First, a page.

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Schermer, V.L. (2007). Sexuality, Power, and Love in Cavani's the Night Porter: Psychological Trauma and Beyond. Psychoanal. Rev., 94(6):927-941.

(2007). Psychoanalytic Review, 94(6):927-941

Sexuality, Power, and Love in Cavani's the Night Porter: Psychological Trauma and Beyond

Victor L. Schermer, M.A., LPC, CGP, FAGPA

Ever since its release in 1973, Liliana Cavani's The Night Porter has been subject to mixed reviews, including its dismissal as “pornographic” for its sexual explicitness, and as “amoral” for “romanticizing” the Holocaust. Shane Dallman (2005), recalling such criticisms, concludes the opposite: “Disturbing? Unquestionably. Exploitation? As the term is accepted, no. This is not a Nazi film. Neither is it a sex film, a gore film, or a thrill show of any kind. This is a challenge … and a warning… to anyone who would dare explore the darkest realms of the human mind.” (pp. 2-3).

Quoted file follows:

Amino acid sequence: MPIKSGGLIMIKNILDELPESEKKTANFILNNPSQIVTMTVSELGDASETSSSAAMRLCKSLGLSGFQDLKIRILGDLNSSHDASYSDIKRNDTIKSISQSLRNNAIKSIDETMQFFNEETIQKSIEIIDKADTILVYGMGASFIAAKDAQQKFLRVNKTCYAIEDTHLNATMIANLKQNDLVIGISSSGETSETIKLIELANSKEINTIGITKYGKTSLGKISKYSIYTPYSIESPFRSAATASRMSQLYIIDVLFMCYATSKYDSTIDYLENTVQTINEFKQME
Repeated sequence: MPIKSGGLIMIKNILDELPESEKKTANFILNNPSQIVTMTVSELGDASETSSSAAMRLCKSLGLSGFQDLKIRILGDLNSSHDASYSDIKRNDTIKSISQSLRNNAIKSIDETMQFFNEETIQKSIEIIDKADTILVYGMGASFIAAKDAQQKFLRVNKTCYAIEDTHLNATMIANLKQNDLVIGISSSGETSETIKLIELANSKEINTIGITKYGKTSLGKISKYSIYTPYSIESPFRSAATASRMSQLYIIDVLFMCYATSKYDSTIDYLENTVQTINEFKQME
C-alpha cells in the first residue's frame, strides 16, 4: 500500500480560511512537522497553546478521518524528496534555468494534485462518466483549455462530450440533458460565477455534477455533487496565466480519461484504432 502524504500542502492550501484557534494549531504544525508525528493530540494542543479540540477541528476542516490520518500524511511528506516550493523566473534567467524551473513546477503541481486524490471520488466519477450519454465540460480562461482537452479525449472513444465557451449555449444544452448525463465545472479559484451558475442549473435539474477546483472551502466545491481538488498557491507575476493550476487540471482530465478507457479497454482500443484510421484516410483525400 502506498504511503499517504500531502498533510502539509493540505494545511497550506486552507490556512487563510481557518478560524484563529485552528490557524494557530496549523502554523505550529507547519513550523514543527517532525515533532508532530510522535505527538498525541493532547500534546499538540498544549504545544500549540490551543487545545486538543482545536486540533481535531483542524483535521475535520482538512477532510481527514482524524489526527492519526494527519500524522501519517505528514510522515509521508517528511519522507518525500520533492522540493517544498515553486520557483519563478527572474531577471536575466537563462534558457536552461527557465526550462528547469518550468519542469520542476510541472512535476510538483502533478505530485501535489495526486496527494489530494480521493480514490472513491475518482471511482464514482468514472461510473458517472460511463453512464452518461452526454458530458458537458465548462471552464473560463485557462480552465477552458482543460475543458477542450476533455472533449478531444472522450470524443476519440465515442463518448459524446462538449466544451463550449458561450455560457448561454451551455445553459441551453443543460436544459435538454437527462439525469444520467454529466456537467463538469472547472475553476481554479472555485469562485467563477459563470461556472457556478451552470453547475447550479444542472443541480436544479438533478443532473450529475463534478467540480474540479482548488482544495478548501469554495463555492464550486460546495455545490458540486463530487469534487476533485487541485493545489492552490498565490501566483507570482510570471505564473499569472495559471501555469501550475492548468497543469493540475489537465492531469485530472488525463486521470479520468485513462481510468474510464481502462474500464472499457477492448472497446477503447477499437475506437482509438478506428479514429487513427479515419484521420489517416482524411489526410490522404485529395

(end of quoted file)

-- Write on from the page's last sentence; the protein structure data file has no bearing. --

Indeed, in the present author's admittedly subjective opinion, the film sustains such a message with cinematic interest and artistic coherence three decades after its release. Its holding power appears to stem neither from its controversial eroticism nor from its unusual approach to Holocaust subject matter. Rather, the film endures because, while on one level it draws the viewer into a traditional cinematic narrative about two souls enmeshed in each other's lives and caught up in intrigue, it is also a film of social and artistic inquiry. It makes one think about troubling matters, such as whether a brutal sadist is capable of shame, guilt, and love and whether sex can ever be divorced from the subjugation of one person by another (or whether, more subtly, it involves collaboration for mutual surrender and the emergence of a felt sense of intimacy and consequent pleasure). The film also indirectly questions whether normative sexuality can be so readily distinguished from traumatic compulsion.

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